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22 July 2022 - 23 July 2022

9:00AM - 7:00PM

Grey College, Durham

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Project Description

This project will focus on the complex cultural connections between Japanese and British science in the nineteenth-century during a period when intellectuals around the globe began to interact more intensively due to increased opportunities to travel and the growth in translations of important scientific works into many languages.  This was also an era when, in the latter part of the century, Japanese intellectuals were searching for ways to modernize their culture, while in Britain there was a renewed interest in Japanese culture and religion as traditional forms of thought were being questioned.  Although there has been some excellent scholarly work on the impact of British evolutionary theory on Japanese intellectuals, the fuller picture of cultural exchange across all the sciences has yet to be undertaken. This project will begin to close this historiographical gap by examining the intersection of nineteenth-century Japanese and British science across a range of disciplines from mathematics and physics to ornithology and anthropology. The project is interested in such questions as: Where, when, and how did nineteenth-century figures engage with scientific ideas and where, when, and how did they communicate their ideas on the larger cultural meaning of modern science? How did Japanese and British figures appropriate ideas from each other’s culture?  How did these ideas shape their conceptions of each other’s culture as well as their conception of their own culture?  

There is a planned scholarly workshop in July 2022, hosted by the Centre for Nineteenth-Century Studies International, Durham University. Full details of this event and the call for papers can be found below.

Call For Papers

Online Workshop on ‘Transnational Studies of 19th-Century Japanese and British Science,’

July 22-23, 2022, Centre for Nineteenth Century Studies International at Durham University

We seek proposals for scholarly presentations in the form of ten-minute ‘lightning talks,’ that explore the complex cultural connections between Japanese and British science in the 19th century. This was a period when intellectuals around the globe began to interact more intensively due to increased opportunities to travel and due to the growth in translations of important scientific works into many languages. Japanese intellectuals were searching for ways to modernize their culture, while in Britain there was a renewed interest in Japanese culture as traditional forms of thought were being interrogated.

In addition to the open call, we have six invited speakers who will deliver longer talks that examine a range of scientific disciplines including chemistry, mathematics, ornithology, evolutionary biology, and anthropology.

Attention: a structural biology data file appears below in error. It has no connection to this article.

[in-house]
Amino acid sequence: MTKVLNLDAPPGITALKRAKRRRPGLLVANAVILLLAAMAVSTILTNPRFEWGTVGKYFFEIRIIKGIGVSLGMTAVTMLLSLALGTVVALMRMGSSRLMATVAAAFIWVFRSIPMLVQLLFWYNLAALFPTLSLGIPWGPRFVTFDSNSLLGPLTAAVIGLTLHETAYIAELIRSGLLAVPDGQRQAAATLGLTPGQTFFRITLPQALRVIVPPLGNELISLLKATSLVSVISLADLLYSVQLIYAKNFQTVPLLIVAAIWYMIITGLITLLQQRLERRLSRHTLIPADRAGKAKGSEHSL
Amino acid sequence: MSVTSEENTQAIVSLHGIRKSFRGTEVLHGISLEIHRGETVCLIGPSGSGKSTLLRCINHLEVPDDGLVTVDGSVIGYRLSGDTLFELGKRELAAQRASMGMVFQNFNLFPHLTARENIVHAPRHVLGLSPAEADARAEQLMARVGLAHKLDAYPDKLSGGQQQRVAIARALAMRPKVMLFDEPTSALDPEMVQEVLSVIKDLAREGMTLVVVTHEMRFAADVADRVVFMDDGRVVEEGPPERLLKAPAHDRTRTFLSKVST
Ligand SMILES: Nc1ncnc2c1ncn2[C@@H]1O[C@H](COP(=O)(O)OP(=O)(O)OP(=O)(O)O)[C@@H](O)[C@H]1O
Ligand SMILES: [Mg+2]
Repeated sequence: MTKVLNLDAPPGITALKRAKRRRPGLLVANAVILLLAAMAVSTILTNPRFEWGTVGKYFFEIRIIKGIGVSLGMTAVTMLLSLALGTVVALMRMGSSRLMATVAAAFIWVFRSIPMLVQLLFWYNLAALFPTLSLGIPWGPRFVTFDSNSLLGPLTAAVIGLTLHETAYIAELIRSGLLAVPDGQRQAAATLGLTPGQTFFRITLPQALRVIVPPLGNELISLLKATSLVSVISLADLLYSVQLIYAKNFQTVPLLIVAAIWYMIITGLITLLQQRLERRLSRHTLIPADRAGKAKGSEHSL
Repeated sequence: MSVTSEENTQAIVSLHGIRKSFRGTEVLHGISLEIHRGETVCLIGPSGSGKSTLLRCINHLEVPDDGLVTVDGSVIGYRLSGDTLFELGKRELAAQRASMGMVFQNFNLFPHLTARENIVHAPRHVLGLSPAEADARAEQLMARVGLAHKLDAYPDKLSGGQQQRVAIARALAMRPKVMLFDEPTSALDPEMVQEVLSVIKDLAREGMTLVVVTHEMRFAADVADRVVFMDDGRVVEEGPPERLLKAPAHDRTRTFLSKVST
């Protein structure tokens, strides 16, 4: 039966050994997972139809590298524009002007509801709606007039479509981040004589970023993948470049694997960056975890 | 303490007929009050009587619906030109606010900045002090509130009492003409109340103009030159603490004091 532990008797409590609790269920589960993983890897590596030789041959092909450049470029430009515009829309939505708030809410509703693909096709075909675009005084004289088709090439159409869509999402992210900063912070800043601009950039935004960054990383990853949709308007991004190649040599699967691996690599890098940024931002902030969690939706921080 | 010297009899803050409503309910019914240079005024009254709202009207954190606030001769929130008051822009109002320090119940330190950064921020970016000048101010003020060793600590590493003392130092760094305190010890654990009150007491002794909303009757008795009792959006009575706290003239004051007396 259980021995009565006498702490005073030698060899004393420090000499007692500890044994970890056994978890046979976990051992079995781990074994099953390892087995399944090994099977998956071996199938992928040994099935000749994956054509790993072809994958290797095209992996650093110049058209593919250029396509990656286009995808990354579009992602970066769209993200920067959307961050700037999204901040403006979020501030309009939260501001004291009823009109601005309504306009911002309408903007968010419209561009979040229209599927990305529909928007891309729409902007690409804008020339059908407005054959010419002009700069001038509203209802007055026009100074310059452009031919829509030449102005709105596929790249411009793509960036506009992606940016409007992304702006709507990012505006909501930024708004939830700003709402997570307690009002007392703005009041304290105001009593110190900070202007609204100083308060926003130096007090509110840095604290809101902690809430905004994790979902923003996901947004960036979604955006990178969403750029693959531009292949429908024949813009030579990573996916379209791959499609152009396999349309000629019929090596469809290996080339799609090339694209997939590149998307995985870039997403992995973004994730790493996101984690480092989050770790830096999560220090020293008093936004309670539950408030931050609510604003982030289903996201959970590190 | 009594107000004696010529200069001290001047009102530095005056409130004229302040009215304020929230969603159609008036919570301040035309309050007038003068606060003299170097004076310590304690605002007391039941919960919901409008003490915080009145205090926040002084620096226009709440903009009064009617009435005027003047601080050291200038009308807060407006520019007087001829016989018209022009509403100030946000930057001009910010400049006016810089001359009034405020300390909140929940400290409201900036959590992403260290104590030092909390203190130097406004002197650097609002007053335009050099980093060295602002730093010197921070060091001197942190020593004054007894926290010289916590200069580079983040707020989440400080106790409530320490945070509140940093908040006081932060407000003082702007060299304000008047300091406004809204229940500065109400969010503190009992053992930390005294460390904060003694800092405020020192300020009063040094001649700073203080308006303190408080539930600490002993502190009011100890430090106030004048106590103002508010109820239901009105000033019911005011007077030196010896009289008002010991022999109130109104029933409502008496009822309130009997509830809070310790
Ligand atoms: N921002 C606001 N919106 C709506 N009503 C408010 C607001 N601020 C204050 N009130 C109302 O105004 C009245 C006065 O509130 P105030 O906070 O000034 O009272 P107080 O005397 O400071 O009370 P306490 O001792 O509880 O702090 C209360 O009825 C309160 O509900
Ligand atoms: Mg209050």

Confirmed speakers:

Bernard Lightman (York University, Canada)

Tomoko Kitagawa (University of Oxford & Science Museum Group)

Efram Sera-Shriar (Durham University)

Yoshiyuki Kikuchi (Aichi Prefectural University, Japan)

Nathan Bossoh (University College London)

Russelle Meade (Cardiff University)

While the confirmed speakers will integrate Japanese and British perspectives by focusing on British figures who encountered Japan from a scientific perspective and Japanese intellectuals who engaged with British science, we welcome proposals dealing with the following questions: How did Japanese and British figures appropriate ideas from each other’s culture?  How did these ideas shape their conceptions of each other’s culture as well as their conception of their own culture? Where, when, and how did Japanese and British figures engage with scientific ideas in these two contexts, and where, when, and how did they communicate their ideas on the larger cultural meaning of modern science?

Proposals should include a 200-word abstract and a one-paragraph biography.  We will select up to ten papers on this topic for the workshop.  All presentations will be recorded and shared at the workshop. The due date for proposals is: 15 March 2022. 

We strongly encourage the use of visual materials for these presentations because it is typically much more difficult to engage an audience purely by speaking without visual aids online via Zoom.

Please send your proposals as PDF attachments to Dr. Sera-Shriar at: efram.sera-shriar@durham.ac.uk.

This conference is supported by the Daiwa Foundation, York Centre for Asian Research, and the  Department of Humanities, York University.

Pricing

Free